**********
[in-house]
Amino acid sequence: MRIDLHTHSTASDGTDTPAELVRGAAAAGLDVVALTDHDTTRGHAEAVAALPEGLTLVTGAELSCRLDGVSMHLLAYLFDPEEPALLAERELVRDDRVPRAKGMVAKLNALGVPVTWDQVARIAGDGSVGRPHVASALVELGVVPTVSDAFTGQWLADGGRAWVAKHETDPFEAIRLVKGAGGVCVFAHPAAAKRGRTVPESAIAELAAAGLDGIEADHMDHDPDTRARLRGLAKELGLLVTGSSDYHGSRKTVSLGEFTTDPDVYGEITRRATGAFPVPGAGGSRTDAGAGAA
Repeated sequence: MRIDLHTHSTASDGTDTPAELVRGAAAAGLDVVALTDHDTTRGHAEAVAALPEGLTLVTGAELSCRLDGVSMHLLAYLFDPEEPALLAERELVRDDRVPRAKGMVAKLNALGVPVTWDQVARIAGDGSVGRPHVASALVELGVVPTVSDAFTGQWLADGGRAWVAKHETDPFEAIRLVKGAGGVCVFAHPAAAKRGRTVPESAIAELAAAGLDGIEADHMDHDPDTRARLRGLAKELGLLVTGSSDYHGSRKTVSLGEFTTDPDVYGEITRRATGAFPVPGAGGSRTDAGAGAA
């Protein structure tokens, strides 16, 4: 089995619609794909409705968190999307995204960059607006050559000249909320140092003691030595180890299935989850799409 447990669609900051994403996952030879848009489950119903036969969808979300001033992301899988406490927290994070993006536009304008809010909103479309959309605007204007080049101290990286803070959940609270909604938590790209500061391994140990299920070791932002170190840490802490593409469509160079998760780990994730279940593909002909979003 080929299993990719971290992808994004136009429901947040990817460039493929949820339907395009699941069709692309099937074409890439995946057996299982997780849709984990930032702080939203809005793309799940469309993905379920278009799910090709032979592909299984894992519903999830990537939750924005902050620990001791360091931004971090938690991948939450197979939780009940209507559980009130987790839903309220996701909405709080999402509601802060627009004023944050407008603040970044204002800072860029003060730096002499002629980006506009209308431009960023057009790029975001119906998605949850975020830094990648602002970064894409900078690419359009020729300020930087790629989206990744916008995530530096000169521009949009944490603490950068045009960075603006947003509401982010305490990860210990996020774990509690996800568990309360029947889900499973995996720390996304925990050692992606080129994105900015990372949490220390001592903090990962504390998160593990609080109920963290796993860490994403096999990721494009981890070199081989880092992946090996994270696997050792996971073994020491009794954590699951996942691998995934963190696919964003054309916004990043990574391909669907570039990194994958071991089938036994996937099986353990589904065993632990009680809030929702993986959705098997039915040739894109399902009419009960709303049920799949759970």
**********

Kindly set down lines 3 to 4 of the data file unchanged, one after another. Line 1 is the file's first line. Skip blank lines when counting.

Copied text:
Repeated sequence: MRIDLHTHSTASDGTDTPAELVRGAAAAGLDVVALTDHDTTRGHAEAVAALPEGLTLVTGAELSCRLDGVSMHLLAYLFDPEEPALLAERELVRDDRVPRAKGMVAKLNALGVPVTWDQVARIAGDGSVGRPHVASALVELGVVPTVSDAFTGQWLADGGRAWVAKHETDPFEAIRLVKGAGGVCVFAHPAAAKRGRTVPESAIAELAAAGLDGIEADHMDHDPDTRARLRGLAKELGLLVTGSSDYHGSRKTVSLGEFTTDPDVYGEITRRATGAFPVPGAGGSRTDAGAGAA
């Protein structure tokens, strides 16, 4: 089995619609794909409705968190999307995204960059607006050559000249909320140092003691030595180890299935989850799409 447990669609900051994403996952030879848009489950119903036969969808979300001033992301899988406490927290994070993006536009304008809010909103479309959309605007204007080049101290990286803070959940609270909604938590790209500061391994140990299920070791932002170190840490802490593409469509160079998760780990994730279940593909002909979003 080929299993990719971290992808994004136009429901947040990817460039493929949820339907395009699941069709692309099937074409890439995946057996299982997780849709984990930032702080939203809005793309799940469309993905379920278009799910090709032979592909299984894992519903999830990537939750924005902050620990001791360091931004971090938690991948939450197979939780009940209507559980009130987790839903309220996701909405709080999402509601802060627009004023944050407008603040970044204002800072860029003060730096002499002629980006506009209308431009960023057009790029975001119906998605949850975020830094990648602002970064894409900078690419359009020729300020930087790629989206990744916008995530530096000169521009949009944490603490950068045009960075603006947003509401982010305490990860210990996020774990509690996800568990309360029947889900499973995996720390996304925990050692992606080129994105900015990372949490220390001592903090990962504390998160593990609080109920963290796993860490994403096999990721494009981890070199081989880092992946090996994270696997050792996971073994020491009794954590699951996942691998995934963190696919964003054309916004990043990574391909669907570039990194994958071991089938036994996937099986353990589904065993632990009680809030929702993986959705098997039915040739894109399902009419009960709303049920799949759970």